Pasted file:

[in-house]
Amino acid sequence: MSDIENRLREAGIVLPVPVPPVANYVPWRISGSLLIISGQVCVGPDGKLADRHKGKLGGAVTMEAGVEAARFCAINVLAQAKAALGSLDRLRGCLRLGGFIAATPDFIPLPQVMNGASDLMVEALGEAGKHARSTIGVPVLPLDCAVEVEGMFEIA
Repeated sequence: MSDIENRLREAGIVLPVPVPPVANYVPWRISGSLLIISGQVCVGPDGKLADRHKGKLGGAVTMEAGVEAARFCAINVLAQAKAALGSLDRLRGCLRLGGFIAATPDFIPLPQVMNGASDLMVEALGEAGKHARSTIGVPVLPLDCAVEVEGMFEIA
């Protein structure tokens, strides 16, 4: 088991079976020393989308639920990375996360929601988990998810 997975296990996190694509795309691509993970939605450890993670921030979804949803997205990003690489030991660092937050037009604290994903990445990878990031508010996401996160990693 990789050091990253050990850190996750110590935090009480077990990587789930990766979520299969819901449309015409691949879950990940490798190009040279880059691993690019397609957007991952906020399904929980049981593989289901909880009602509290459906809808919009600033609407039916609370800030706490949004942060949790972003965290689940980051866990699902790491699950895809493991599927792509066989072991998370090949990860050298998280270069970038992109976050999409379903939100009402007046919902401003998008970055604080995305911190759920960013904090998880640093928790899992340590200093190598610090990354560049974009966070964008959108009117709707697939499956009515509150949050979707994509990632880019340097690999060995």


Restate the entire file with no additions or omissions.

[in-house]
Amino acid sequence: MSDIENRLREAGIVLPVPVPPVANYVPWRISGSLLIISGQVCVGPDGKLADRHKGKLGGAVTMEAGVEAARFCAINVLAQAKAALGSLDRLRGCLRLGGFIAATPDFIPLPQVMNGASDLMVEALGEAGKHARSTIGVPVLPLDCAVEVEGMFEIA
Repeated sequence: MSDIENRLREAGIVLPVPVPPVANYVPWRISGSLLIISGQVCVGPDGKLADRHKGKLGGAVTMEAGVEAARFCAINVLAQAKAALGSLDRLRGCLRLGGFIAATPDFIPLPQVMNGASDLMVEALGEAGKHARSTIGVPVLPLDCAVEVEGMFEIA
């Protein structure tokens, strides 16, 4: 088991079976020393989308639920990375996360929601988990998810 997975296990996190694509795309691509993970939605450890993670921030979804949803997205990003690489030991660092937050037009604290994903990445990878990031508010996401996160990693 990789050091990253050990850190996750110590935090009480077990990587789930990766979520299969819901449309015409691949879950990940490798190009040279880059691993690019397609957007991952906020399904929980049981593989289901909880009602509290459906809808919009600033609407039916609370800030706490949004942060949790972003965290689940980051866990699902790491699950895809493991599927792509066989072991998370090949990860050298998280270069970038992109976050999409379903939100009402007046919902401003998008970055604080995305911190759920960013904090998880640093928790899992340590200093190598610090990354560049974009966070964008959108009117709707697939499956009515509150949050979707994509990632880019340097690999060995």